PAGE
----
Nipple Sparing Mastectomy and Breast Glandular Tissue

04 Mar 2012 in

For some women facing a breast cancer diagnosis or a genetic mutation that predisposes them to breast cancer, the word “mastectomy” is terrifying. Thoughts of a mastectomy often produce fear and anxiety because women believe that the operation must mean the loss of the breast shape, skin, sensation, nipple and areola.

Fortunately, we have made great progress since the days of the obligatory radical mastectomy for all breast cancers, and now we can often offer a nipple sparing mastectomy which significantly improves cosmetic satisfaction after mastectomy.

A nipple sparing mastectomy is the process of removing the glandular tissue of the breast while preserving the skin, nipple and areola. Once the breast glandular tissue is removed a plastic surgeon reconstructs the breast mound using a tissue expander and implant or a tissue flap from another part of the body. This can very often be accomplished during the same operation in which the breast tissue is removed. Because the nipple and areola are the central features of the breast, their preservation greatly improves cosmetic satisfaction.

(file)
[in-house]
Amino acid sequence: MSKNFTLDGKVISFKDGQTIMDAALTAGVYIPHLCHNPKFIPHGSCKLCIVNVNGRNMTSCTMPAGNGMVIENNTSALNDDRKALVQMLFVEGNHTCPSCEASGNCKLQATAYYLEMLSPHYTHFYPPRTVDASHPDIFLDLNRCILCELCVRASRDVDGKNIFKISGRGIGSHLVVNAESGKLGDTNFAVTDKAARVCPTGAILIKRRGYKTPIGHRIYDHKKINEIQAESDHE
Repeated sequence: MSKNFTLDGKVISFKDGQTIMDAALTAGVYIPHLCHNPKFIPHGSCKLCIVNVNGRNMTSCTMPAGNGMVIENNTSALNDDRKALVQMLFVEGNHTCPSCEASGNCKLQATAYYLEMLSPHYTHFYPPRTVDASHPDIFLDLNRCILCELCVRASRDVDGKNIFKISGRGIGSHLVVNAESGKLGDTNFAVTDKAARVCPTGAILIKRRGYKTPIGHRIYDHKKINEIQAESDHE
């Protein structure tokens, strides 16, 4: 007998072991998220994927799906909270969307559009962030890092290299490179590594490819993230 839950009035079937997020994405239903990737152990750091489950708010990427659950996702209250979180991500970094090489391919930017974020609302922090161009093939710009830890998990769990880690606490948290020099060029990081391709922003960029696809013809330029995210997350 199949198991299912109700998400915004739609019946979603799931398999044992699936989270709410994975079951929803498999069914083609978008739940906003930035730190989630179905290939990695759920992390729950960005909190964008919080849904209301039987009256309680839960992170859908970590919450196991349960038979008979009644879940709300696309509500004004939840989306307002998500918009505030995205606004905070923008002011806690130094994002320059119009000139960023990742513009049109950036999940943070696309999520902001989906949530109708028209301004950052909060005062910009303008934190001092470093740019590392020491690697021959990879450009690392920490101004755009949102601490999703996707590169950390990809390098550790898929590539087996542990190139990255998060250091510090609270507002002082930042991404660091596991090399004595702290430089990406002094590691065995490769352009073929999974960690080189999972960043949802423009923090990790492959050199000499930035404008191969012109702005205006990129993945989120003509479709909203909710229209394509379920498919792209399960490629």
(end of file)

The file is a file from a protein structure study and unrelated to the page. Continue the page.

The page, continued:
Not every woman with breast cancer is a candidate for this procedure. Tumors that are inflammatory, extremely large, close to or involving the nipple are not ideally treated with this operation. To insure safety, the tissue directly behind the nipple and areola is sampled and analyzed by the pathologist during the operation. This tissue must be free from tumor cells to proceed with nipple preservation. However, with good preoperative planning and imaging it is rare to find unexpected tumor in the large ducts behind the nipple.

Recent studies of nipple sparing mastectomies have shown very low recurrence rates (less than 1 percent) in the preserved nipple and areola. As studies of breast cancer treatment evolve, doctors are able to preserve more aspects of the breast and the breast loss suffered with the removal of breast cancer is increasingly lessened.

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